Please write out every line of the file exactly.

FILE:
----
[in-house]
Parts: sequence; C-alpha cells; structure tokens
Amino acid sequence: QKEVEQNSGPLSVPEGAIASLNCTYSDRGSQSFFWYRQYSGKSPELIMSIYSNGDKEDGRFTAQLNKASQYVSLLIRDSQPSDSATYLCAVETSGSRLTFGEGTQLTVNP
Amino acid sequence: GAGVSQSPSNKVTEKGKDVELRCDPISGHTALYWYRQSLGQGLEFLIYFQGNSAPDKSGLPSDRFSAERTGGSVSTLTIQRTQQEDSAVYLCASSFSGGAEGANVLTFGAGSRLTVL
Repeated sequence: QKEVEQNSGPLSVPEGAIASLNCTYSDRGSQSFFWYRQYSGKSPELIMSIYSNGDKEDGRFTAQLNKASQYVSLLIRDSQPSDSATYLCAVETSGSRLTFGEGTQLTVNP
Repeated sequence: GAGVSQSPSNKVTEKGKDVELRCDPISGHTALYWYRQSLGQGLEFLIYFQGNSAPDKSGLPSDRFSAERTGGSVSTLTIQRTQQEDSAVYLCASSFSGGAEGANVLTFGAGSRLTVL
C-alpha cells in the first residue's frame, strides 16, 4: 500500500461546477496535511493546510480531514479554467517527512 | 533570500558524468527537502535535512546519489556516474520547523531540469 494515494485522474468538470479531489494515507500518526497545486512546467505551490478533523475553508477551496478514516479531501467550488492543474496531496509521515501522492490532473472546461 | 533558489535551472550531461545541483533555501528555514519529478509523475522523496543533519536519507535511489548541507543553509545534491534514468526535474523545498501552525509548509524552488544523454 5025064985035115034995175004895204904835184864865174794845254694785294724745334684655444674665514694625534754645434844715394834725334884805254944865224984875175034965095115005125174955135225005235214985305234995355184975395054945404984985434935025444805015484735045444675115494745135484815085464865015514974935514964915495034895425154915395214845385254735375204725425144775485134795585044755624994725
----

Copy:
[in-house]
Parts: sequence; C-alpha cells; structure tokens
Amino acid sequence: QKEVEQNSGPLSVPEGAIASLNCTYSDRGSQSFFWYRQYSGKSPELIMSIYSNGDKEDGRFTAQLNKASQYVSLLIRDSQPSDSATYLCAVETSGSRLTFGEGTQLTVNP
Amino acid sequence: GAGVSQSPSNKVTEKGKDVELRCDPISGHTALYWYRQSLGQGLEFLIYFQGNSAPDKSGLPSDRFSAERTGGSVSTLTIQRTQQEDSAVYLCASSFSGGAEGANVLTFGAGSRLTVL
Repeated sequence: QKEVEQNSGPLSVPEGAIASLNCTYSDRGSQSFFWYRQYSGKSPELIMSIYSNGDKEDGRFTAQLNKASQYVSLLIRDSQPSDSATYLCAVETSGSRLTFGEGTQLTVNP
Repeated sequence: GAGVSQSPSNKVTEKGKDVELRCDPISGHTALYWYRQSLGQGLEFLIYFQGNSAPDKSGLPSDRFSAERTGGSVSTLTIQRTQQEDSAVYLCASSFSGGAEGANVLTFGAGSRLTVL
C-alpha cells in the first residue's frame, strides 16, 4: 500500500461546477496535511493546510480531514479554467517527512 | 533570500558524468527537502535535512546519489556516474520547523531540469 494515494485522474468538470479531489494515507500518526497545486512546467505551490478533523475553508477551496478514516479531501467550488492543474496531496509521515501522492490532473472546461 | 533558489535551472550531461545541483533555501528555514519529478509523475522523496543533519536519507535511489548541507543553509545534491534514468526535474523545498501552525509548509524552488544523454 5025064985035115034995175004895204904835184864865174794845254694785294724745334684655444674665514694625534754645434844715394834725334884805254944865224984875175034965095115005125174955135225005235214985305234995355184975395054945404984985434935025444805015484735045444675115494745135484815085464865015514974935514964915495034895425154915395214845385254735375204725425144775485134795585044755624994725